For at least a century, science educators and others have claimed that students should learn science knowledge and skills mainly through 'authentic' science inquiry activities. Although there are many variations on such 'inquiry-based learning' (IBL), most appear to guide (or 'scaffold') students from questions through empirical tests (e.g., experiments) to conclusions supported by scientists. As suggested at left and elaborated here, such guided IBL may be problematic - such as being discriminatory, favouring students from higher social classes. I suggest - summarized here - that learning of science knowledge/skills should largely be application-based.
For at least the last 2 decades, STEM education (e.g., here) schemes have become increasingly prominent. Although precise definitions are lacking, research suggests they prioritize education as depicted at right; that is, selection of potential scientists, largely through guided IBL leading to reductionist (e.g., ignoring capitalist influences) and idealized (e.g., certain & unbiased) knowledge, and engineers who will help capitalists generate for-profit products and services that will mainly enrich few individuals (e.g., financiers) and organizations (e.g., corporations) while impoverishing many or most other people and damaging living and nonliving environments. A recent paper about this is given here.
Science and/or STEM education has/have tended to ignore problematic influences of neoliberal capitalists on fields of science and technology (or 'STEM') as depicted above. Such avoidance seems especially problematic in light of rapid recent emergence of Right-wing Populism (e.g., here). It seems to me that such movements are forms of disaster capitalism - taking advantage of economic disasters (and other 'crises') to, in effect, further impose ultra-capitalist policies and practices, including (as at left) encouraging for-profit science (e.g., dis-couraging climate science) and engineering (e.g., promoting petroleum-based industrial activities).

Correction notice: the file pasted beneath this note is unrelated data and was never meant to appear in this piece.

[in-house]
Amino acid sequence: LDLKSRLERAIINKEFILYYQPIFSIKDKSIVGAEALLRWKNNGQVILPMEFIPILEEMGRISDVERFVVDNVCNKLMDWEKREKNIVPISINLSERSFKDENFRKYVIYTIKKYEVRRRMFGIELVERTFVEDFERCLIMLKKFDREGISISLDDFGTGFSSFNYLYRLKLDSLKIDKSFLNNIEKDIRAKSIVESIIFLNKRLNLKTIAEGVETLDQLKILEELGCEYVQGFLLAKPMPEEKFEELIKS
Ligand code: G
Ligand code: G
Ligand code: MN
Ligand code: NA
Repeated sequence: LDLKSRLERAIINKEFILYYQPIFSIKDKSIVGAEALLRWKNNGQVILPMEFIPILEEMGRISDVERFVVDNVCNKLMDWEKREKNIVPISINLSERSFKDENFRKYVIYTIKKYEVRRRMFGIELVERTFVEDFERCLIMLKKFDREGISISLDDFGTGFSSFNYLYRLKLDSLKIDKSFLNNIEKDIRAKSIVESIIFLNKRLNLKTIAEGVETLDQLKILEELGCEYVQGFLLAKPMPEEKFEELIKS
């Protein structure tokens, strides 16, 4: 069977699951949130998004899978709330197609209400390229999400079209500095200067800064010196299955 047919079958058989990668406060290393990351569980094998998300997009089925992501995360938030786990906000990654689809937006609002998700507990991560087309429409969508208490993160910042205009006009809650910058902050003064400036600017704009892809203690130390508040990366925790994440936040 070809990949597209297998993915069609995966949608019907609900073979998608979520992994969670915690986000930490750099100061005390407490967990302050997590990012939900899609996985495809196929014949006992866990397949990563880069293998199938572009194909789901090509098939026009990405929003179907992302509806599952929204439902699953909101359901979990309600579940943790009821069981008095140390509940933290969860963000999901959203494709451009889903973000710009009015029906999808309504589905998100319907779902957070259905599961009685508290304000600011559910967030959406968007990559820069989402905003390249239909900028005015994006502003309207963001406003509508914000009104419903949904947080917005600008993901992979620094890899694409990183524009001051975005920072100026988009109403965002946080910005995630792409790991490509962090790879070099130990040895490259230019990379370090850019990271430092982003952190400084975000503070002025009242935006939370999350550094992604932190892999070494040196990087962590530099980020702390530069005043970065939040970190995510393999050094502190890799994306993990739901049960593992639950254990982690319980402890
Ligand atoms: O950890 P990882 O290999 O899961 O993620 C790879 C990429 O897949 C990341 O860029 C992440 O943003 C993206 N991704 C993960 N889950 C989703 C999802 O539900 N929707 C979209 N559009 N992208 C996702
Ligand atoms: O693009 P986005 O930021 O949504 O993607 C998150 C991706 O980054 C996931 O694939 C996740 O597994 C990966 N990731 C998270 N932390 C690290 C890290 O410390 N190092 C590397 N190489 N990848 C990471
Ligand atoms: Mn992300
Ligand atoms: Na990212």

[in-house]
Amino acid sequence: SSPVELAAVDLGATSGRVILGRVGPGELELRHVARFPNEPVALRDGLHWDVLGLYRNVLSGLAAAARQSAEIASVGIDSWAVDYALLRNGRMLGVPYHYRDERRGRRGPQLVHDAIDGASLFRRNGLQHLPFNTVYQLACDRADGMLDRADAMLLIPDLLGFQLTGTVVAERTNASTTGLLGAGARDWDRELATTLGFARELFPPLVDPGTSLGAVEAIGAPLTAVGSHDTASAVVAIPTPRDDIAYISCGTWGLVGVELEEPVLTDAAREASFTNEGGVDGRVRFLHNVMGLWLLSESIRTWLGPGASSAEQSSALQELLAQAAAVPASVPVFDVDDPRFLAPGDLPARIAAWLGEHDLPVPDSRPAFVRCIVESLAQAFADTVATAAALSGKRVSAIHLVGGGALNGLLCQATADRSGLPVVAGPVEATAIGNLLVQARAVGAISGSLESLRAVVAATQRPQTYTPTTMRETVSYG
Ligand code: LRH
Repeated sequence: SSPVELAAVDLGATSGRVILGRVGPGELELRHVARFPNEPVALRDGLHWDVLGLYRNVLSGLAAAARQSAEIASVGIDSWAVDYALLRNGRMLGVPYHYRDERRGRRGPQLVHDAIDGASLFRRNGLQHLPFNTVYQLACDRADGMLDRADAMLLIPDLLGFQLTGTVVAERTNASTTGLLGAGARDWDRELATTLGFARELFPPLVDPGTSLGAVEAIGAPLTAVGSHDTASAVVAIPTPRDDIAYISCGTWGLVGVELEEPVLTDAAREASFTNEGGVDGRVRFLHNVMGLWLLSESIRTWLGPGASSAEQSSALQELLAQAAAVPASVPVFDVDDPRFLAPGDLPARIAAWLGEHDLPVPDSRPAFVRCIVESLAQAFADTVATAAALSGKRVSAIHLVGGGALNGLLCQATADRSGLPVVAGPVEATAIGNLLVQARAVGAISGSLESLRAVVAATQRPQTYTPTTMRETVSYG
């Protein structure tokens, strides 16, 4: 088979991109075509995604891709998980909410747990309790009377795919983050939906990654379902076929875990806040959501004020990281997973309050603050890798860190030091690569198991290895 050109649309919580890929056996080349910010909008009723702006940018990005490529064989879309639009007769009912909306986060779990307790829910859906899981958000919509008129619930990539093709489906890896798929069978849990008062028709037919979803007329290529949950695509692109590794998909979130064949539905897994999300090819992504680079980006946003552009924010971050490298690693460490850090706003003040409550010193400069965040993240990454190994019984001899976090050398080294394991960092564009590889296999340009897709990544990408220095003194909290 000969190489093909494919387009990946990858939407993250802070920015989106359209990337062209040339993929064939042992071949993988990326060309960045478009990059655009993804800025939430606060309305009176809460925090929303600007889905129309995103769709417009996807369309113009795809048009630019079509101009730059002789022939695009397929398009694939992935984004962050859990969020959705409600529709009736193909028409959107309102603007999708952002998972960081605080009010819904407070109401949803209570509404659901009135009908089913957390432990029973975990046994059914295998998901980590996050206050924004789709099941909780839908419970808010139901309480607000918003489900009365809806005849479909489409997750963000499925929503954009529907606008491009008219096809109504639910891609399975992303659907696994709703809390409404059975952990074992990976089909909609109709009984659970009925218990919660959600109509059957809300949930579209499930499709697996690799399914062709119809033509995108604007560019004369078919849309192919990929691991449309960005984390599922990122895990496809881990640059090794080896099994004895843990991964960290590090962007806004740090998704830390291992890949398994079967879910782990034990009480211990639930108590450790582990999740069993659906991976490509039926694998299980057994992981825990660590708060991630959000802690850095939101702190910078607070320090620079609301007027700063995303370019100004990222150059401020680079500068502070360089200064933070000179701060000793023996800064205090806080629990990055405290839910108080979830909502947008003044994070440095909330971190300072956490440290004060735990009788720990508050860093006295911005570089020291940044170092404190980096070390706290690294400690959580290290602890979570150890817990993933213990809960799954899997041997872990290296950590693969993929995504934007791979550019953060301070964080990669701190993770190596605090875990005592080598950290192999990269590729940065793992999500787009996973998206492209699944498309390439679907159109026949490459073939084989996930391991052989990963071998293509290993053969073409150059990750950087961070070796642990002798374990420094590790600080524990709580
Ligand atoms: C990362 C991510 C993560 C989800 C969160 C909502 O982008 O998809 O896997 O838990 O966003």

School science systems (e.g., textbooks, curricula, teachers) have tended to emphasize instruction/evaluation of 'products' (e.g., laws & theories) and skills (e.g., measuring) - largely to recruit potential scientists and engineers, etc. Scholars suggest, however, we need to provide students with a broader conception of literacy (e.g., across Bloom's Taxonomy) - such as that shown at right. With such broad goals, students can learn about problematic capitalist influences and be prepared to act to develop and conduct socio-political actions to address them.
Although educators can construct lessons based on various principles, I have developed the 'STEPWISE' schema - shown below - that implements Hodson's three learning goals, prioritizing research-informed and negotiated socio-political actions by students to address harms they perceive in STSE relationships, often due to problematic capitalist influences on S&T. This schema also aligns well with my research-informed recommendations for science teaching and learning, here.
In recent years, I have written many papers to explain and justify reforms to science and technology education that I believe (based on my 'STEPWISE' scholarship programme) will contribute to social justice and environmental wellbeing (e.g., refer to the video at left and associated paper). Broadly, I believe S&T education need to focus on providing students with critiques of neoliberal power and prepare them to act to address their concerns. To access more of my writing in this regard, refer to my online CV.